• Khanzad (Banaman) Castle – This castle has kept much of its original shape, with four round towers at each of its four corners made of stones and gypsum, this is a stunning archaeological site.
  • Saddam’s Tank
  • Shanidar Cave
  • Rawanduz Canyon
  • Bekhal Falls
  • Korek Mountains
  • Pank Resort
  • Gali Ali Beg Falls

Duhok (Dohuk) Province

Like Erbil, Dohuk province and its capital city share the same name. Dohuk is the province north of Erbil and borders Turkey.

It’s quite a large city, yet not as large as Erbil, and has around 350,000 inhabitants. We recommend spending a couple of nights in Dohuk and using it as a base to explore the surrounding areas which are really beautiful. There are plenty of hotels, restaurants and places to have a drink in this city.

Things to do in Duhok:

  • Mar Mattai Monastery – Recognized as one of the oldest Christian monasteries in existence and is famous for its magnificent library and considerable collection of Syriac Christian manuscripts.
  • Lalish – Lalish is to the Yazidis what Mecca is to Muslims: a holy pilgrimage site. Read all about our trip to Lalish here.
  • Khanis
  • Rabban Hormizd Monastery
  • Alqosh
  • Chwar Stoon Cave – an ancient site where Zoroastrian fire worshippers performed rituals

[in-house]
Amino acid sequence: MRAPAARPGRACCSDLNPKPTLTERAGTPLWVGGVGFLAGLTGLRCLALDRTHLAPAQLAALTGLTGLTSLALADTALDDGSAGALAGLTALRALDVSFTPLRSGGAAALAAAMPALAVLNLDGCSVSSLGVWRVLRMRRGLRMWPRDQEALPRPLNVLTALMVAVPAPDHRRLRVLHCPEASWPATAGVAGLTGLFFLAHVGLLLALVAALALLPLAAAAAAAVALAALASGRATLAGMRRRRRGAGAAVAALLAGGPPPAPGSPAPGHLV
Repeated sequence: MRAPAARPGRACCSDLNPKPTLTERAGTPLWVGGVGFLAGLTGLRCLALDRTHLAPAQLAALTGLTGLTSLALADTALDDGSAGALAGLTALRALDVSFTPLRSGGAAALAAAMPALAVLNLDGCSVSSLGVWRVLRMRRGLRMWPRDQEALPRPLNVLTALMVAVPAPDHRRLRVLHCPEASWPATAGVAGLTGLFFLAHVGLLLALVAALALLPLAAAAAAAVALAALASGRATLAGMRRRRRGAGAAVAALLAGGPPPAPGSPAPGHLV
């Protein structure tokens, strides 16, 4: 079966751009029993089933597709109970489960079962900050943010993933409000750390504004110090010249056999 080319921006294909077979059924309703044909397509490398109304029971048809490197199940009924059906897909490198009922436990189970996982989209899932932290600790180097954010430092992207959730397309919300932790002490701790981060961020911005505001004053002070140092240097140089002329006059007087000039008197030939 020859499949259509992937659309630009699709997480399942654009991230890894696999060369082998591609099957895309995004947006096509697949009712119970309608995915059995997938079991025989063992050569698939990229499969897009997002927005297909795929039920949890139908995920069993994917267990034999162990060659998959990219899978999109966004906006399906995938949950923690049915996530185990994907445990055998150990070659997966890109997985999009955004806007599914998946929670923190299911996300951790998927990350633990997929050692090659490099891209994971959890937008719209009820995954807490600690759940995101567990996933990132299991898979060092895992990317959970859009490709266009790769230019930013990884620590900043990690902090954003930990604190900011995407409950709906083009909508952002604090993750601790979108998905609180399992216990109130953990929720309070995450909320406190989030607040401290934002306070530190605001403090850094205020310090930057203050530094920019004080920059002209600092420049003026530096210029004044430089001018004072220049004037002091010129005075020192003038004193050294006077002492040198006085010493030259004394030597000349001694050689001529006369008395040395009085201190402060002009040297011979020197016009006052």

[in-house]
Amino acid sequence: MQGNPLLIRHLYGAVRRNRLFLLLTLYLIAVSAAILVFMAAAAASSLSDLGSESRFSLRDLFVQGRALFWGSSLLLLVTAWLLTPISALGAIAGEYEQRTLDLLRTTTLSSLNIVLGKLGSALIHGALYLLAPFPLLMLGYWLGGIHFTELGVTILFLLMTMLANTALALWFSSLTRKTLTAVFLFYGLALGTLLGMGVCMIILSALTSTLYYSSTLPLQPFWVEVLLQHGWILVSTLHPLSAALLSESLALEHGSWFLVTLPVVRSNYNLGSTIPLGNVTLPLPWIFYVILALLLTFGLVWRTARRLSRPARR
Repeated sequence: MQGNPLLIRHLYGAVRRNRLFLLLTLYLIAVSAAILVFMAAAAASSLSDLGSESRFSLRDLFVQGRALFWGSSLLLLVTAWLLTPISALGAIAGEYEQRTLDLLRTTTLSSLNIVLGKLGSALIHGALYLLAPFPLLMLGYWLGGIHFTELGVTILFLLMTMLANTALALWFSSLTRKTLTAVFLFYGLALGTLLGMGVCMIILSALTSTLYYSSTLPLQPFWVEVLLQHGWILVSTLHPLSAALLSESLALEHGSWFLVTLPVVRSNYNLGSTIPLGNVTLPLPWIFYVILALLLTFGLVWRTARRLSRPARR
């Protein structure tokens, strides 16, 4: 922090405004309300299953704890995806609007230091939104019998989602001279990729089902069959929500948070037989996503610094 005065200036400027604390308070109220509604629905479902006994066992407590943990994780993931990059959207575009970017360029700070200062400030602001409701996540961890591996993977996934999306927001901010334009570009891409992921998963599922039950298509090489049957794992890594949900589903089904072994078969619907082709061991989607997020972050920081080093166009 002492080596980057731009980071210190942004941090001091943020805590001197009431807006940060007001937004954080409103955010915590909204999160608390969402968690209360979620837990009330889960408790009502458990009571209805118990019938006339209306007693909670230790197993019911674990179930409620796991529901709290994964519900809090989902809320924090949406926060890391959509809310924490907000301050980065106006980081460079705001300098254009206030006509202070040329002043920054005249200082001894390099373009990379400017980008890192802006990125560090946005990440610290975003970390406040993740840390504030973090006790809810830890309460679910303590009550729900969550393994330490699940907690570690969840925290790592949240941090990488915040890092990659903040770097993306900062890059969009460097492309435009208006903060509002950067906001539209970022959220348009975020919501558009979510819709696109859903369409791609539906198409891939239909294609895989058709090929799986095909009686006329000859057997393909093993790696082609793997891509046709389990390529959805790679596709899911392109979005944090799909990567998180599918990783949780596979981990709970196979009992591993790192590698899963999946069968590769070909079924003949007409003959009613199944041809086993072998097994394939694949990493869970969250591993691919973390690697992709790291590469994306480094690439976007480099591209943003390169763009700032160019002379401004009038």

• Duhok Dam
  • Duhok Bazaar
  • Gara Mountains – Saddam’s Palace
  • Inishke Cave
  • Amedi

Sulaymaniyah (Slemani) Province

Sulaymaniyah, or Slemani in Kurdish, is a large city in Iraqi Kurdistan. It is surrounded by mountains such as the Azmer Range, Goyija Range, the Qaiwan Range in the northeast and, Baranan Mountain in the south, and the Tasluja Hills in the west. So if you’re after mountainous views – you’ve found your destination!

Today, Slemani (a.k.a. Slemani) has developed in almost all modern life aspects, from hotels, motels, supermarkets and malls to theatres, restaurants and parks.

From a cultural perspective, Slemani is considered to be the capital of Kurdish culture. The famous old Saray is situated in the center of the city, while many museums are scattered around too. Slemani is home to several universities and Educational Institutions, both public and private, as well as the American University.

Things to do Slemani in Slemani Province:

  • Amna Suraka, the Red Prison in Slemaniya
  • Koya
  • Dokan Lake
  • Goyje Mountains
  • Shaqlawa
  • Sulaymaniyah
  • Bazaar

Halabja Province

Truthfully, Halabja is quite a dreary town, given its history. Many come to pay their respects at the national monument to the 5000 who died in Saddam’s genocidal chemical attack in 1988.

As with everywhere else, people are very friendly here. Halabja the city has much to enjoy, including a market area and attractive parks with amazing views.

Things to do around Halabja Province:

  • Martyrs' Monument and Cemetery: a symbol of Kurdish resistance and hope in the face of dictatorship. The site serves as a reminder and details the crimes against the Kurdish people as an eternal remembrance that will never die.
  • Gullan Park: an attractive green picnic area 5 km east of Halabja city, known for its fresh water springs, orchards and high trees
  • Byara Shrines: an old village about 98 km northeast of Slemani, accommodating several shrines of spiritual sheikhs, such as the shrine of Sheikh Alauddin Naqshbandi. If you’re looking for famous places in Iraq – this one has a history the whole world has heard of.